Two Physician Leaders Look at the Dangers of Clinical AI

Sept. 25, 2023
In a video interview, JAMA editor-in-Chief Kirsten Bibbins-Domingo, M.D., Ph.D., interviewed Google Health executive Michael Howell, M.D., M.P.H., about chatbots and their promise—and peril

How do we understand the current state of artificial intelligence development in patient care, and what are some of the challenges that clinicians and developers will face going forward? Indeed, are “AI gaslighting” and “AI hallucinations” on the horizon, as more and more clinicians and others in U.S. healthcare, plunge into leveraging artificial intelligence and machine learning tools? Kirsten Bibbins-Domingo, M.D., Ph.D., editor-in-chief of JAMA (the Journal of the American Medical Association) and JAMA Network, recently interviewed Michael Howell, M.D., M.P.H., a pulmonologist and chief clinical officer at Google Health, about the subject, posting the video-format interview online on Sep. 20 under the headline, “AI and Clinical Practice—AI Gaslighting, AI Hallucinations, and GenAI Potential.”

Dr. Bibbins-Domingo began by asking Dr. Howell about his role and about what he and his team are doing in terms of research around AI. Howell began by noting that “Google has a health team led by Karen DeSalvo and the health team has a few teams in it. We have a health equity team and a global employee health team and a team that focuses on regulatory. And my team is the clinical team, which is a team of doctors and nurses and psychologists and health economists. And when Google is making products that have a lot of impact on health, we try to work, you know shoulder to shoulder and elbow to elbow with the engineers and the product managers and the researchers to make sure that it's not Silicon Valley and it's not healthcare. It's a blended voice. A third way between.”

When Bibbins-Domingo asked Howell about what can be expected in the next few years in the AI area, and what the “danger areas” might be, Howell told her that AI chatbots are “beginning to be able to have a representation of the world, not just from text but with other things like that. And those, if you're thinking about making something, understanding the capabilities are really important. And those are totally different than what came before.” He referenced a set of tools that can answer clinical questions for clinicians. And the chatbots open-source clinical information available online, and the answers that the chatbot tools are providing are getting better and better now, over time and with training.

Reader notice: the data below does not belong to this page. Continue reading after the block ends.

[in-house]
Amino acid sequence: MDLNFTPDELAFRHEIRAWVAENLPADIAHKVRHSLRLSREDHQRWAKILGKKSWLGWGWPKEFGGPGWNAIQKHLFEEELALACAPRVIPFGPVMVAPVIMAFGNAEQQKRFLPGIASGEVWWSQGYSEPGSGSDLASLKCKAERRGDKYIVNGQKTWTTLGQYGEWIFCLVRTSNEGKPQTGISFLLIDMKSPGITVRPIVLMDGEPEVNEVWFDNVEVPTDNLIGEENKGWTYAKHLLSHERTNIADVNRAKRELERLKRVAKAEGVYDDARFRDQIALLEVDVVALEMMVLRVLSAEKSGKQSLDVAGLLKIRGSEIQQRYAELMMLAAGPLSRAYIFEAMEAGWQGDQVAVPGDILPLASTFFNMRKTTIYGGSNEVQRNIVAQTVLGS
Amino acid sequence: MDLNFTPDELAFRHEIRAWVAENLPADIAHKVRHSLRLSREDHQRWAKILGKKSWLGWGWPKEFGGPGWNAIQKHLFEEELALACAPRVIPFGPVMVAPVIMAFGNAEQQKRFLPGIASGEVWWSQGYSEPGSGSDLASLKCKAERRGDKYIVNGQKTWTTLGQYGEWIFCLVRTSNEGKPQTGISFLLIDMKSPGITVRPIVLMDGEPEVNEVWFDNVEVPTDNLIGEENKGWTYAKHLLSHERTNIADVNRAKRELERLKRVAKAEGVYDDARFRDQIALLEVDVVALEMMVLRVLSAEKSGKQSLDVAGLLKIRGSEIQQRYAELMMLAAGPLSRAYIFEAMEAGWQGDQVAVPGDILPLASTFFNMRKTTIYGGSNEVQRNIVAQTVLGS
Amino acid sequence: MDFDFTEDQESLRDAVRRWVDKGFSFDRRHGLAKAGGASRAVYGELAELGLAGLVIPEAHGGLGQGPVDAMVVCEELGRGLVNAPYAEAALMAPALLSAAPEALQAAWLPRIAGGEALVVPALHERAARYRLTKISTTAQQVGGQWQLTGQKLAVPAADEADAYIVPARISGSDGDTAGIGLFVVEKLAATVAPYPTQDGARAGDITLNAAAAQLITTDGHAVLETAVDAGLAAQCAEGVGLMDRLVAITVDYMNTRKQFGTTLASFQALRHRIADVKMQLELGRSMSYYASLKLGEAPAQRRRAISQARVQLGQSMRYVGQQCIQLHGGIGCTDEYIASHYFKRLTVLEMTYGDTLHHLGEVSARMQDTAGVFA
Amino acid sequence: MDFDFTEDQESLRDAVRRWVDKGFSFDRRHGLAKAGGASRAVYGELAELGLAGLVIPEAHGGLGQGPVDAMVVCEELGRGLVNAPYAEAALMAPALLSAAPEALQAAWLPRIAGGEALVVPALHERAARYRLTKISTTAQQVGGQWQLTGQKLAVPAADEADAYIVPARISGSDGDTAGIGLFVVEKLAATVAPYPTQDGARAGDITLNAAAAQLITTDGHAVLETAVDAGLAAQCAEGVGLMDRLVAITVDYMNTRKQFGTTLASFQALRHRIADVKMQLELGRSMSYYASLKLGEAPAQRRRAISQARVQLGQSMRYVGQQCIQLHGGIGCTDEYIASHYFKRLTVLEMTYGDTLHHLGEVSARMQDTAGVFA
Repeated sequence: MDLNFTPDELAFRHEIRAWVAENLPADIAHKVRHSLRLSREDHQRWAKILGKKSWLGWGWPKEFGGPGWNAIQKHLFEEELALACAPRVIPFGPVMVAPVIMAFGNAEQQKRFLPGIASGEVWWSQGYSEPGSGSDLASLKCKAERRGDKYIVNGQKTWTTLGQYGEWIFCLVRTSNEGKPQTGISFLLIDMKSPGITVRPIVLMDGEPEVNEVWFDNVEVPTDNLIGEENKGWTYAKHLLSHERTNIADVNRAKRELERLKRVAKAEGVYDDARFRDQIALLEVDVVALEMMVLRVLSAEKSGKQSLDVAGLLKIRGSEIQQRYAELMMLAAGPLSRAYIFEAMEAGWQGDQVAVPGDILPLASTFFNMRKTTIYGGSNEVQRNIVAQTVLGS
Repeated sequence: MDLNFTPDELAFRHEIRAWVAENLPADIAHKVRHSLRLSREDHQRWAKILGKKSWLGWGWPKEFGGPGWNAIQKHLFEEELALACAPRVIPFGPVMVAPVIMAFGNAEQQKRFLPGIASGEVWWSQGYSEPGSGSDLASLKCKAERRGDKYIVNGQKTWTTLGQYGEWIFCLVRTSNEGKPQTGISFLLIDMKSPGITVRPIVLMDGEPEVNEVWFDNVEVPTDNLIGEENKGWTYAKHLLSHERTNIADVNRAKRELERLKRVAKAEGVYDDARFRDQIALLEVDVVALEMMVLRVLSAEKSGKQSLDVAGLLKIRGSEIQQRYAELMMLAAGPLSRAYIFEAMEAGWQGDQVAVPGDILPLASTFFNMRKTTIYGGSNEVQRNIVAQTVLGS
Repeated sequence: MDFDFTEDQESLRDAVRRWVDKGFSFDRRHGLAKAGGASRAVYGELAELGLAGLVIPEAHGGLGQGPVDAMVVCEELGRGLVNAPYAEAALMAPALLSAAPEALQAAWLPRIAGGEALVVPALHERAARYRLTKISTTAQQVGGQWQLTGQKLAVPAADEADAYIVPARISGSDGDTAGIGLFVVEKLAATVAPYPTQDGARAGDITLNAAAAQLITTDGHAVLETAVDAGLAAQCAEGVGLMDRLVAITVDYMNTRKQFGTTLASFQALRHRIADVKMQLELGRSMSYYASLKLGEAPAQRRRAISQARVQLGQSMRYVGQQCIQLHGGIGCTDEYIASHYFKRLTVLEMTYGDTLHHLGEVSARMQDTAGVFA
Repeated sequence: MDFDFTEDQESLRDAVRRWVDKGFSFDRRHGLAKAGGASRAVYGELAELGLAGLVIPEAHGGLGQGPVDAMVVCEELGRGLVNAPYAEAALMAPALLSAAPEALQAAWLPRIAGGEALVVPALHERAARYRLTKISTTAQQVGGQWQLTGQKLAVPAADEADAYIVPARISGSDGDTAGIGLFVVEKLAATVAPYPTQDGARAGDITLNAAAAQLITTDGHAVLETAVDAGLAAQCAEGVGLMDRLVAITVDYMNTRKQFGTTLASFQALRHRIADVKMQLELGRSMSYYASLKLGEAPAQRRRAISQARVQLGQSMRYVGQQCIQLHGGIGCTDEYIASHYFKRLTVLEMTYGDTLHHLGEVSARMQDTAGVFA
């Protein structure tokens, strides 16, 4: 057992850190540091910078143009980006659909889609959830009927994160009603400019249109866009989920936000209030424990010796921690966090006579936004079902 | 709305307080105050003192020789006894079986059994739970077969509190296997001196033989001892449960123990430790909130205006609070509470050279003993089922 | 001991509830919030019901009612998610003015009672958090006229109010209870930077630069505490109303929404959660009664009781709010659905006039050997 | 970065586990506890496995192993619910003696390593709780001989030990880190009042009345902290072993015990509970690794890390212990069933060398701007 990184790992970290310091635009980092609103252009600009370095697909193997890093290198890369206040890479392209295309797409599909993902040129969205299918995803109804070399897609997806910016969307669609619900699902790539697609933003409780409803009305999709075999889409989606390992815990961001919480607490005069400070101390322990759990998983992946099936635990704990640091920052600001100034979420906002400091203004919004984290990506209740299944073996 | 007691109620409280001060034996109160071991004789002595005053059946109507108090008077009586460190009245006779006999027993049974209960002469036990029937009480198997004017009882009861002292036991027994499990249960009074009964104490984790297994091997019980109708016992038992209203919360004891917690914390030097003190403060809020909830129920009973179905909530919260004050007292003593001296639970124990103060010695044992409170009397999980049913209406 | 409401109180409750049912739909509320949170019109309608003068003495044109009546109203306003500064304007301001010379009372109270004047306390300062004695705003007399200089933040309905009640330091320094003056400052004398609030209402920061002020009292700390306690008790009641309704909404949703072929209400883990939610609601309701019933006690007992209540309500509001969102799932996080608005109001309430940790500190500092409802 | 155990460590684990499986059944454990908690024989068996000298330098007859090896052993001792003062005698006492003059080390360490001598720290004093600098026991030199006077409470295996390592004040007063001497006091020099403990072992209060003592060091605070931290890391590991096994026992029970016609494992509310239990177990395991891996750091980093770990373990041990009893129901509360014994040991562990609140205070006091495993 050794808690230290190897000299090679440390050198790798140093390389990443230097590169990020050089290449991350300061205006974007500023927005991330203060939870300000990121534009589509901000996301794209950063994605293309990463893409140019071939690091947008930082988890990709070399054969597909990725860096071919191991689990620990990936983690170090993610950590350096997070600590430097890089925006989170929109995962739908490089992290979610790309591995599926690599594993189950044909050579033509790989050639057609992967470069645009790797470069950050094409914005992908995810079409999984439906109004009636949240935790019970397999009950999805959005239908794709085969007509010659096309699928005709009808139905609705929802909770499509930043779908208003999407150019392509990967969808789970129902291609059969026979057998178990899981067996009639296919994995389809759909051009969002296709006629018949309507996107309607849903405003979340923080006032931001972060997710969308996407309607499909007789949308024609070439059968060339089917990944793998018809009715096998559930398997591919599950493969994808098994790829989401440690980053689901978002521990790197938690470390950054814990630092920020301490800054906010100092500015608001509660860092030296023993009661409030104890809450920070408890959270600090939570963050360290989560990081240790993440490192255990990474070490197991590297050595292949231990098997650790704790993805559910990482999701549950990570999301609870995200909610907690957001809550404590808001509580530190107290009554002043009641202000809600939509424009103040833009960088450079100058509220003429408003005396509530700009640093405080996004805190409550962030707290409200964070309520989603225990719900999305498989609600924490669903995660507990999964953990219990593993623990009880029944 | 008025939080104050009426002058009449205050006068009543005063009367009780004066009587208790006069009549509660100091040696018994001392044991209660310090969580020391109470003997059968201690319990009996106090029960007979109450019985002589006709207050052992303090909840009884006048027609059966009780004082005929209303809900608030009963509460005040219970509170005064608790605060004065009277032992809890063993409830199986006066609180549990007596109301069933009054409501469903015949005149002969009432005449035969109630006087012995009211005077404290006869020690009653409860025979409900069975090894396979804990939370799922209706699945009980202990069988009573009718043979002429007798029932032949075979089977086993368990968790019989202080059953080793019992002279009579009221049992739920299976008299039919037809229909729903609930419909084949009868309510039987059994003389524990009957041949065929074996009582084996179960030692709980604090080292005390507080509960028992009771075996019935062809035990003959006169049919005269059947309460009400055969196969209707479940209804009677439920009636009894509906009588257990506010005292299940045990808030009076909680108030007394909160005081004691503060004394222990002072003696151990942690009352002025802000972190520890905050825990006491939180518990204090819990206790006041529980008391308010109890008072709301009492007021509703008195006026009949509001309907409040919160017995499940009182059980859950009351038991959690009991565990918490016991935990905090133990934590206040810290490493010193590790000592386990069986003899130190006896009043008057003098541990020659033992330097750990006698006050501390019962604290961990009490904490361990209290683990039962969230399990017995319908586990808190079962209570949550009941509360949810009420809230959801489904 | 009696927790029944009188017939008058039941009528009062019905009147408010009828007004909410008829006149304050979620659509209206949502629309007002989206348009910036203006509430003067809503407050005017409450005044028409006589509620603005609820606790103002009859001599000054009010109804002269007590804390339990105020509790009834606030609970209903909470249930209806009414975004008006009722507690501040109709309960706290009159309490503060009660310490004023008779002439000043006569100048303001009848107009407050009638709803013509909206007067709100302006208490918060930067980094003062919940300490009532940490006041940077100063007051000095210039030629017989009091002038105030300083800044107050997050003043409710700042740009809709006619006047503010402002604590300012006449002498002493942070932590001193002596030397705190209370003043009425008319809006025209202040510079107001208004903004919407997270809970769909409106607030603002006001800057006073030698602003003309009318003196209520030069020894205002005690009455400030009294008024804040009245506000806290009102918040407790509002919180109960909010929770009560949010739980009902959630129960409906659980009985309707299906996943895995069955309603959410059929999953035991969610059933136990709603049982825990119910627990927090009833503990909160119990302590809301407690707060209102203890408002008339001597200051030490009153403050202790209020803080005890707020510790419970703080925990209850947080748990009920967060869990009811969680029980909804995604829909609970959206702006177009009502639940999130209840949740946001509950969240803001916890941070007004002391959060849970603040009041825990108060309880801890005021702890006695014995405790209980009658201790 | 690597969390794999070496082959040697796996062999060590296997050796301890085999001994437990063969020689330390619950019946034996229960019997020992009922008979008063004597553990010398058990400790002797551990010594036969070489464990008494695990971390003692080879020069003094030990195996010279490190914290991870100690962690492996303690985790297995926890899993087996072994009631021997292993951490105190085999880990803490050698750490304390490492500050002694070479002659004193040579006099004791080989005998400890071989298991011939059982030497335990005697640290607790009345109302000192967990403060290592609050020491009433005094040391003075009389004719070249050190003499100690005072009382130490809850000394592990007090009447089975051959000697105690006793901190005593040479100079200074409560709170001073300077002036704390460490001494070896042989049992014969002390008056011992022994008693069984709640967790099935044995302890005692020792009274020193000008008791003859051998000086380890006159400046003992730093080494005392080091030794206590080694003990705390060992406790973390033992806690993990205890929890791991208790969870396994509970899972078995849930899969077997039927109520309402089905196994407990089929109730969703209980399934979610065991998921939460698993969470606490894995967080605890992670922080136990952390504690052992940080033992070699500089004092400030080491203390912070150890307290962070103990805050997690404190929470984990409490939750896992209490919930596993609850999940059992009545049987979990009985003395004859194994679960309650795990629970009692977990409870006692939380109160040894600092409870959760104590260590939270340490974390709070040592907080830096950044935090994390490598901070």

In terms of practical uses of the emerging technology, Howell told Bibbins-Domingo that “We're likely to see a lot of work on assisting people in tasks that take them away from the bedside and away from the cognitive or procedural or emotional work of being a clinician. I think that's going to be number one. People talk about things like prior auth as an example. I think that we're likely to see tools that over time that help support clinicians in avoiding things like diagnostic anchoring or diagnostic delay. So any of us who practice for any length of time, we have had a nurse like tap you on the shoulder and go Hey doc, did you mean to do that? Hey doc, did you think about this? I've been saved right?”